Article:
It has been an amazing success story. This year Tempus Novo has found jobs for 101 young prisoners from Yorkshire jails in the local community, with a 90 per cent success rate of no reoffending.

Although I am called ‘Honorary President’, all I do is give encouragement to Steve, Val and their team — with remarkable results. They will soon open a London branch of the charity and recognition is coming their way.

My second encouragement story began on my first rather nervous day on duty as a prison chaplain at HMP Pentonville. The Duty Governor, Noel Young, said to me rather gruffly: ‘We’ve met before.’

We had. It turned out that he had been admissions officer at HMP Belmarsh on June 8, 1999, the night I had arrived as a first-night prisoner after being sentenced to 18 months at the Old Bailey, where I’d pleaded guilty to perjury charges. Small world!

After we had a laugh about our shared memories, Noel said: ‘You could be useful at my next appointment.’ He then asked me to talk to 20 new prison officers who filed into his office on their first day on duty.

So I spoke to them about how well a good personal chemistry between officers and prisoners can work, and how much it can contribute to the morale and spirit of a prison. I have now repeated this talk to other groups of new prison officers from Pentonville, and soon from Wandsworth. Encouraging receptive young people as they start their careers is a delightful bonus to my vocation.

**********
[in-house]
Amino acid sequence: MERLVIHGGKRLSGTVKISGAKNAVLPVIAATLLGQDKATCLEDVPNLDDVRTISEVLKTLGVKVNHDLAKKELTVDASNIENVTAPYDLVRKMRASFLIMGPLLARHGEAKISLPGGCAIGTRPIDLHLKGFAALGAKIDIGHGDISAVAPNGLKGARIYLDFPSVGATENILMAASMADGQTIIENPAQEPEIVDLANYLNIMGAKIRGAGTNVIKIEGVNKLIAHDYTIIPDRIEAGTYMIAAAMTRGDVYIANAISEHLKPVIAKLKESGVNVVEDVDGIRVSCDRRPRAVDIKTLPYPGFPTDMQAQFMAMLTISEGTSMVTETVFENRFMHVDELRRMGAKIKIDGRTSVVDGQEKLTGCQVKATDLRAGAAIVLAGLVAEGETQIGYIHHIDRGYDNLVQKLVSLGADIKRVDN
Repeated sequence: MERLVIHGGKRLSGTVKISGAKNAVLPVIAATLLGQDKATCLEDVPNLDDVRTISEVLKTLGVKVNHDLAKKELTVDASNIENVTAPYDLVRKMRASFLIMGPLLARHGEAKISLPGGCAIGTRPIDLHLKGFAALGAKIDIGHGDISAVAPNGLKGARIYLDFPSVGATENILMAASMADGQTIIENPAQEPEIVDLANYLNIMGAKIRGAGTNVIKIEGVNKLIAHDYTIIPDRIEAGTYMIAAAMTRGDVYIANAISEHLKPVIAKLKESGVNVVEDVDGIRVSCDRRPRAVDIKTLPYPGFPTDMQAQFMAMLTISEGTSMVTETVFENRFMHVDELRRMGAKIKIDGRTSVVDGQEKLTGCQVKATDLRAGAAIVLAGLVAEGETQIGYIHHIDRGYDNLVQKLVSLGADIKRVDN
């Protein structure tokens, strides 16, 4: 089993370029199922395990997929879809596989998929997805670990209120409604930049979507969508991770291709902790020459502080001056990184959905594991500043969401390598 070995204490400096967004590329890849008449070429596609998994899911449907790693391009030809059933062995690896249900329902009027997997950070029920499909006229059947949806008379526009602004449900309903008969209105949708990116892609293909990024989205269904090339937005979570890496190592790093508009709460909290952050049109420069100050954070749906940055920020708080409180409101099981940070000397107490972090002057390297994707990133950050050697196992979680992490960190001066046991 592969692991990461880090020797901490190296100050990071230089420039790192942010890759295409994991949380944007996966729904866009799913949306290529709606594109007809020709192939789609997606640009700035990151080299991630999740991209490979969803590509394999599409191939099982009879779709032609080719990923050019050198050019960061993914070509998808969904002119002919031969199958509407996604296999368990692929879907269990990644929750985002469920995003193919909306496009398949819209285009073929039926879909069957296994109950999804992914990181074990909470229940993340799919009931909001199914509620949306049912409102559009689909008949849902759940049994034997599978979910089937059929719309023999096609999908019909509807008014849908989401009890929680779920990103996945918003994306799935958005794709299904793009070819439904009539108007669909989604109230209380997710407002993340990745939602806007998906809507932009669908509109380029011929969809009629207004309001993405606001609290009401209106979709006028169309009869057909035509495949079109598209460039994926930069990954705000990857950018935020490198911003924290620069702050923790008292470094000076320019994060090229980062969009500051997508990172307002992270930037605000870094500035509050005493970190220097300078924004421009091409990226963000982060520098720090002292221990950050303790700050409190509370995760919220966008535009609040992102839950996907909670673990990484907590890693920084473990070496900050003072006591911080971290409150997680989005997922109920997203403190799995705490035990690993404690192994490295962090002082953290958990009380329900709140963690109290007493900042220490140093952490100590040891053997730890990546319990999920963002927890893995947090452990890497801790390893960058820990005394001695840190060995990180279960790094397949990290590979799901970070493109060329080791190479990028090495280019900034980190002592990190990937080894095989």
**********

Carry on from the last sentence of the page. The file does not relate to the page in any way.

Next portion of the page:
I am also looking forward to the next stage of ordination when I move from Deacon to Priest in June. I am training for this now.

Being ‘Priested’ means new responsibilities, which include presiding over communion services, giving blessings, hearing confessions and granting absolution.

What my dog collar has not brought relief from, alas, is a flow of questions — whether from prisoners or party-goers — along the lines of ‘What is going to happen next?’, as if I were still a parliamentarian.

Needless to say, I haven’t a clue and now have a perfect excuse for not having a clue. But I was put on the spot recently by a church questioner asking: ‘What would God want us to do about Brexit?’

Feeling rather like the proverbial fool rushing in where angels fear to tread, I said something like this: God is neither a Remainer nor a Leaver. He sits on a throne high and exalted above today’s political battles. 

Perhaps he might be dismayed that so much of the Brexit debate has been about fear and negativity. He might prefer prayers of gratitude for the 40-plus years of peace and prosperity to which the EU has contributed.

As a final irreverent thought on Brexit, perhaps we should follow the practice in Papal elections of locking away the conclave of cardinals until they vote in a new Pope.

Why not lock away our MPs inside the Palace of Westminster and pray for them, until a puff of white smoke announces Habemus Brexitam Dealam! (We have a Brexit deal!) Have a happy, joyful and prayerful Christmas.